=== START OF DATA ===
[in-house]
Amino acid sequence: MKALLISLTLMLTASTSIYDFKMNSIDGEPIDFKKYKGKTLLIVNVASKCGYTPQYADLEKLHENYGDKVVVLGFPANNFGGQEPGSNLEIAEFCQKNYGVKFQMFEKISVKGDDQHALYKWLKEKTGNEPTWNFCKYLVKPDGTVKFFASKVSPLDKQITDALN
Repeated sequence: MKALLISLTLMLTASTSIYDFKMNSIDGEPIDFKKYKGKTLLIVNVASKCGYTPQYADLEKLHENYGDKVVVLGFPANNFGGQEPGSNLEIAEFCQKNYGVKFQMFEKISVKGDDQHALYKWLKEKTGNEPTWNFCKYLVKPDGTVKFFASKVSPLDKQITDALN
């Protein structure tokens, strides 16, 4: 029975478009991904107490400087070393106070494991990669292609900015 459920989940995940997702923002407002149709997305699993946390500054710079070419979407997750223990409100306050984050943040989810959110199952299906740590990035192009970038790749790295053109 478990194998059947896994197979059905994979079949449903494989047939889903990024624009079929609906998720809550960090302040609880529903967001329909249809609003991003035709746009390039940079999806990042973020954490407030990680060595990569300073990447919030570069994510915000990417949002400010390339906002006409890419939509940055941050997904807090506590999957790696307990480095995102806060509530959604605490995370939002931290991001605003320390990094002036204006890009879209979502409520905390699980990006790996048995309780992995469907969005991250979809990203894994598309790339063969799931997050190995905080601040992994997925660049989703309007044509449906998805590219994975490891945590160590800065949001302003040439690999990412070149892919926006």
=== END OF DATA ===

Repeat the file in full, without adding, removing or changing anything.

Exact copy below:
[in-house]
Amino acid sequence: MKALLISLTLMLTASTSIYDFKMNSIDGEPIDFKKYKGKTLLIVNVASKCGYTPQYADLEKLHENYGDKVVVLGFPANNFGGQEPGSNLEIAEFCQKNYGVKFQMFEKISVKGDDQHALYKWLKEKTGNEPTWNFCKYLVKPDGTVKFFASKVSPLDKQITDALN
Repeated sequence: MKALLISLTLMLTASTSIYDFKMNSIDGEPIDFKKYKGKTLLIVNVASKCGYTPQYADLEKLHENYGDKVVVLGFPANNFGGQEPGSNLEIAEFCQKNYGVKFQMFEKISVKGDDQHALYKWLKEKTGNEPTWNFCKYLVKPDGTVKFFASKVSPLDKQITDALN
């Protein structure tokens, strides 16, 4: 029975478009991904107490400087070393106070494991990669292609900015 459920989940995940997702923002407002149709997305699993946390500054710079070419979407997750223990409100306050984050943040989810959110199952299906740590990035192009970038790749790295053109 478990194998059947896994197979059905994979079949449903494989047939889903990024624009079929609906998720809550960090302040609880529903967001329909249809609003991003035709746009390039940079999806990042973020954490407030990680060595990569300073990447919030570069994510915000990417949002400010390339906002006409890419939509940055941050997904807090506590999957790696307990480095995102806060509530959604605490995370939002931290991001605003320390990094002036204006890009879209979502409520905390699980990006790996048995309780992995469907969005991250979809990203894994598309790339063969799931997050190995905080601040992994997925660049989703309007044509449906998805590219994975490891945590160590800065949001302003040439690999990412070149892919926006």